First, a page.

Thanks everyone. Interesting regarding the blood.

it’s puzzling to me how longcovid has immediately been explained by some as inflammation (although people are now saying it’s like CFS) and yet in the UK at least there’s No acceptance Of physical cause For ME or widely used explanation for our symptoms. Afaik the inflammation evidence from raised temperature stuff in the brain (jarred younger) is needing replication, same for lactate? . Afail there’s no hard evidence of inflammation either neuro or systemic in ME, or treatment to given although It might be different in countries, I’m in a country that still treats it Primarily behaviourally/symptom relief only.
I wonder is it obviously inflammation but just denied in the way of general ME denial, but when pwLC get fatigue it’s suddenly obviously inflammation?
 

Pyrrhus

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I wonder is it obviously inflammation but just denied in the way of general ME denial, but when pwLC get fatigue it’s suddenly obviously inflammation?

Excellent question. It's not obviously inflammation in ME, it's a more subtle type of inflammation called neuroinflammation. Since neuroinflammation is a relatively new concept, there is a lot of confusion at the moment.

For more information on this state of affairs:
https://forums.phoenixrising.me/thr...n-in-me-subcortical-brain.80923/#post-2289868

Hope this helps.
 

Wishful

Senior Member
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Location
Alberta
Afaik the inflammation evidence from raised temperature stuff in the brain (jarred younger) is needing replication

Yes, and it's hard to get funding for replication. Properly-processed EEGs have been shown in studies to be effective at diagnosing ME as far back as 1990, and two later studies had the same result, but no one seems to be funding development of that. So, the lack of replicated results doesn't really mean much.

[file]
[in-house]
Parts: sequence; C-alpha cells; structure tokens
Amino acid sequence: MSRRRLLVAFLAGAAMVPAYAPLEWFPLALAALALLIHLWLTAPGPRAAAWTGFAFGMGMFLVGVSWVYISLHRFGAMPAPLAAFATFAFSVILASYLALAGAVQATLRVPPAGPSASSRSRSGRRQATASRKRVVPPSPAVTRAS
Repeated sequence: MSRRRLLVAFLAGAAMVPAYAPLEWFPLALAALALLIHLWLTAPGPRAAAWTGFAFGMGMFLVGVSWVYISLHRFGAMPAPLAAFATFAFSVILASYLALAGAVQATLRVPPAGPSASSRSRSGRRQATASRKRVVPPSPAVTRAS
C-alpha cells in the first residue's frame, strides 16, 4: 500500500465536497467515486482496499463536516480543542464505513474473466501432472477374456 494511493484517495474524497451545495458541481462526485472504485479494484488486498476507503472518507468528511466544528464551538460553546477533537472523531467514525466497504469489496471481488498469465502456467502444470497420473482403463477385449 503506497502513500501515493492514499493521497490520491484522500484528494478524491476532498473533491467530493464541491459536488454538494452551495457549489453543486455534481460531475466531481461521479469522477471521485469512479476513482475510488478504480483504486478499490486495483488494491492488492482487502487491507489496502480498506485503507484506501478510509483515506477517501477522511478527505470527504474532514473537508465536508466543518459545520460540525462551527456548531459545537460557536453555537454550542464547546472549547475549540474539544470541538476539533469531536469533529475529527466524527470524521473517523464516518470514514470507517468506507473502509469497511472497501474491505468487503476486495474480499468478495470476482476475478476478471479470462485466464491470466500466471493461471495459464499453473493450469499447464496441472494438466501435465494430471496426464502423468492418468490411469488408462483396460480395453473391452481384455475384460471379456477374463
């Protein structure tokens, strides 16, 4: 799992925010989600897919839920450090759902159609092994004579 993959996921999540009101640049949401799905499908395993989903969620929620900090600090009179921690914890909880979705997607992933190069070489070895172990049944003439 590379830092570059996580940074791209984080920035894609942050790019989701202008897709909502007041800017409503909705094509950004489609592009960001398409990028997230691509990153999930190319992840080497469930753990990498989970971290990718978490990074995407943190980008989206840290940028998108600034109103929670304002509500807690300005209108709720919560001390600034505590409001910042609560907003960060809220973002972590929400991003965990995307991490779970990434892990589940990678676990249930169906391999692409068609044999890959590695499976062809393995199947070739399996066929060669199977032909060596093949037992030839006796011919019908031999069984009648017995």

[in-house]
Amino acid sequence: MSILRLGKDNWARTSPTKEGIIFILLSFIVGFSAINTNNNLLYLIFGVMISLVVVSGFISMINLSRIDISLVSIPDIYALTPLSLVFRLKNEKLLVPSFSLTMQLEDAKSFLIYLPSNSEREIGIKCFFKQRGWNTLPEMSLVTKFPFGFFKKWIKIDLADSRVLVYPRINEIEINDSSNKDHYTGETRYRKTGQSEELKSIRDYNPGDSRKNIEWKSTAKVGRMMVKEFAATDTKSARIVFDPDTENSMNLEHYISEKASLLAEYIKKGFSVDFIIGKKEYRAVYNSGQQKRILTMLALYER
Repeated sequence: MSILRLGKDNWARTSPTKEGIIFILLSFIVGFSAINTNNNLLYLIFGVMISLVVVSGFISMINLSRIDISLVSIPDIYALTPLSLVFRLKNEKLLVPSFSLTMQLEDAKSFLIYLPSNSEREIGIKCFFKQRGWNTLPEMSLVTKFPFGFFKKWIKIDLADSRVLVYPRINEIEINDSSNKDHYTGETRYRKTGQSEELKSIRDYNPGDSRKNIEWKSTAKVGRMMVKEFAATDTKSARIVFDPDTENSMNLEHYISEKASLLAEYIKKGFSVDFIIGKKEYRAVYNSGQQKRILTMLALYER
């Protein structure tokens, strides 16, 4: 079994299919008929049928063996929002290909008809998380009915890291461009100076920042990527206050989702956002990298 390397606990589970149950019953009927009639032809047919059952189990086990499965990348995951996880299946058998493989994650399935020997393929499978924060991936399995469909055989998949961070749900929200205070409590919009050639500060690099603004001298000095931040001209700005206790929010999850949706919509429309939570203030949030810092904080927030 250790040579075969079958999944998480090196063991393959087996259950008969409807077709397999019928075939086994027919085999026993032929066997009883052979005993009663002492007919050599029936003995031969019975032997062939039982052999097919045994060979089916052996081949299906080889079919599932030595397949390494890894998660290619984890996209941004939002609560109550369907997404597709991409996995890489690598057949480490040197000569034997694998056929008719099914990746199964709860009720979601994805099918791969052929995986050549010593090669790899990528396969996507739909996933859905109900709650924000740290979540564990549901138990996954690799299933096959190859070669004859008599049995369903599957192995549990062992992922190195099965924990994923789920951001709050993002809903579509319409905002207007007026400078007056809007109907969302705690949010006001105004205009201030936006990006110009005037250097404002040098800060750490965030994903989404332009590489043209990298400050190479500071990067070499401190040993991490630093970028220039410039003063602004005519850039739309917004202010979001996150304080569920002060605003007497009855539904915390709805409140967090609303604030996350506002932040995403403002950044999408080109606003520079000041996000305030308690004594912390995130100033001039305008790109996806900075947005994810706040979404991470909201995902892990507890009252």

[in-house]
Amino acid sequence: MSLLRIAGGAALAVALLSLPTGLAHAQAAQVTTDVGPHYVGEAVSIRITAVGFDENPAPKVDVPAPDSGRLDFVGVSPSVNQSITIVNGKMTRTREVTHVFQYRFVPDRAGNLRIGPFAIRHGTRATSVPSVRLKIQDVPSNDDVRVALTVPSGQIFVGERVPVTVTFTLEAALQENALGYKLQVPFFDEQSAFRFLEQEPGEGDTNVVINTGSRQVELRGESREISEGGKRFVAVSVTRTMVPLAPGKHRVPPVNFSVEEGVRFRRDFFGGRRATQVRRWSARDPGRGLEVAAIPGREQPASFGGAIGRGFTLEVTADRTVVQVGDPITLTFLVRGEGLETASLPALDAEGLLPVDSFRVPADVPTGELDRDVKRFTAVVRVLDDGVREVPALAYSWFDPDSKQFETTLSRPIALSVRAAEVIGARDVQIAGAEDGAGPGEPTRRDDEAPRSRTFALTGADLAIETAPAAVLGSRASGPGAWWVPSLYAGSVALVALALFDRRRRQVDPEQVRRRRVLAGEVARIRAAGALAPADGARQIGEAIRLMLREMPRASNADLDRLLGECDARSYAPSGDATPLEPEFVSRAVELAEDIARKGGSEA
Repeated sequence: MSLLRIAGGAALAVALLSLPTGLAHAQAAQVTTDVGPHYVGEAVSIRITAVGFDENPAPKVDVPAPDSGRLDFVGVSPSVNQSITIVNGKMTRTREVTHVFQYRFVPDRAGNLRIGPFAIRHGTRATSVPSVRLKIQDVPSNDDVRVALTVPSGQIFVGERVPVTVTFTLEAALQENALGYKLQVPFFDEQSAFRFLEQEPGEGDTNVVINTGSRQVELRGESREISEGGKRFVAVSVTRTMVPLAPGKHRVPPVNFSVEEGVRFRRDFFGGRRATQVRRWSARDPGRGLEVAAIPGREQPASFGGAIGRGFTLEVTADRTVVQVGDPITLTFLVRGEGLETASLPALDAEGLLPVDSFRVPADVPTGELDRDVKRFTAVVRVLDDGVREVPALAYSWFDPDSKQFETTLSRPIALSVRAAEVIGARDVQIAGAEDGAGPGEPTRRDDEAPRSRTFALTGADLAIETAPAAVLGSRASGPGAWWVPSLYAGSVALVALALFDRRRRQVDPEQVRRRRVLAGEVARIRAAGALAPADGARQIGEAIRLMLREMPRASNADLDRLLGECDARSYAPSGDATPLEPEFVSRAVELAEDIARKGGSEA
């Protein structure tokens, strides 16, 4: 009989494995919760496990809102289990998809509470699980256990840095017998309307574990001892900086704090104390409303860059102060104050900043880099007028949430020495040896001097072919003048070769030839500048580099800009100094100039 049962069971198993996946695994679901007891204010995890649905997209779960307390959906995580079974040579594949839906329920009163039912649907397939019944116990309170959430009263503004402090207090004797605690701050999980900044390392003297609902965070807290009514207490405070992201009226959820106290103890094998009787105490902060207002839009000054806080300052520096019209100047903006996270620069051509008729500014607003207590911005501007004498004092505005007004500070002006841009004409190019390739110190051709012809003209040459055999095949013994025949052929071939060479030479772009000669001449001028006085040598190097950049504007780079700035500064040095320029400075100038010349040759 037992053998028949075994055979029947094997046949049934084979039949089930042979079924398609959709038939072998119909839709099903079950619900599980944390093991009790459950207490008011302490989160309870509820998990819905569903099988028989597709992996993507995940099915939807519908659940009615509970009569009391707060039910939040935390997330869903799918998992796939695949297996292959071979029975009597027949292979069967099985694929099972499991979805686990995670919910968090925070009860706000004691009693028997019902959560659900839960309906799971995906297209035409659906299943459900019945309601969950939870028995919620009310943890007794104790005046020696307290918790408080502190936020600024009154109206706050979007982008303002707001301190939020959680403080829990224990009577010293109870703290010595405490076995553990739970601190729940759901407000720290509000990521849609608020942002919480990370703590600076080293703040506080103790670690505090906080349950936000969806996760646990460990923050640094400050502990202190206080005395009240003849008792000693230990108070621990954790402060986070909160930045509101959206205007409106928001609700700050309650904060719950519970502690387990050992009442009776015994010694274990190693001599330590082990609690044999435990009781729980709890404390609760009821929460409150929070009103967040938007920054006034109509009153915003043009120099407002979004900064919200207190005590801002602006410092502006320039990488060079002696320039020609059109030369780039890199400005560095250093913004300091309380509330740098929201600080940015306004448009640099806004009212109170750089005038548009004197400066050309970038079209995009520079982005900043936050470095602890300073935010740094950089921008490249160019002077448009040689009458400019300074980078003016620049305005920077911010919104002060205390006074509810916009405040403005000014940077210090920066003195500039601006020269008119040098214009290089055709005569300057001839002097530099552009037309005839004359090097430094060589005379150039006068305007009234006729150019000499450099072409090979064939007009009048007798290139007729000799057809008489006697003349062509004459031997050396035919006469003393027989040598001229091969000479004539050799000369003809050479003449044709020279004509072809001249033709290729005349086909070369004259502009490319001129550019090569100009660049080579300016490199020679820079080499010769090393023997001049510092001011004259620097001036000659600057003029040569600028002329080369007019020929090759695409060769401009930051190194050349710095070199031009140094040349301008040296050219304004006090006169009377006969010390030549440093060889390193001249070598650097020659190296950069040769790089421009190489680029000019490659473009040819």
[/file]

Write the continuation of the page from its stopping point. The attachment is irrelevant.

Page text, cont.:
Booble

Senior Member
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1,359
I get that visual snow. Usually I get the more common scintillating scotoma (like the aura before a headache, but without the headache) but sometimes I get the visual snow. Which is even scarier than the SS -- except it goes away quicker.

Interesting about the "sticky blood." I have not heard of that.
 

pattismith

Senior Member
Messages
3,861
Heparin and LMWH have shown to be life saver against covid, and this september article explains benefits from these drugs. It may explain why we may benefit from it either:

Abstract

Coronavirus disease-2019 (COVID-19) is associated with severe inflammation in mainly the lung, and kidney.

Reports suggest a beneficial effect of the use of heparin/low molecular weight heparin (LMWH) on mortality in COVID-19.

In part, this beneficial effect could be explained by the anticoagulant properties of heparin/LMWH.

Here, we summarise potential beneficial, non-anticoagulant mechanisms underlying treatment of COVID-19 patients with heparin/LMWH, which include:
(i) Inhibition of heparanase activity, responsible for endothelial leakage;
(ii) Neutralisation of chemokines, and cytokines;
(iii) Interference with leukocyte trafficking;
(iv) Reducing viral cellular entry, and
(v) Neutralisation of extracellular cytotoxic histones.

Considering the multiple inflammatory and pathogenic mechanisms targeted by heparin/LMWH, it is warranted to conduct clinical studies that evaluate therapeutic doses of heparin/LMWH in COVID-19 patients. In addition, identification of specific heparin-derived sequences that are functional in targeting non-anticoagulant mechanisms may have even higher therapeutic potential for COVID-19 patients, and patients suffering from other inflammatory diseases.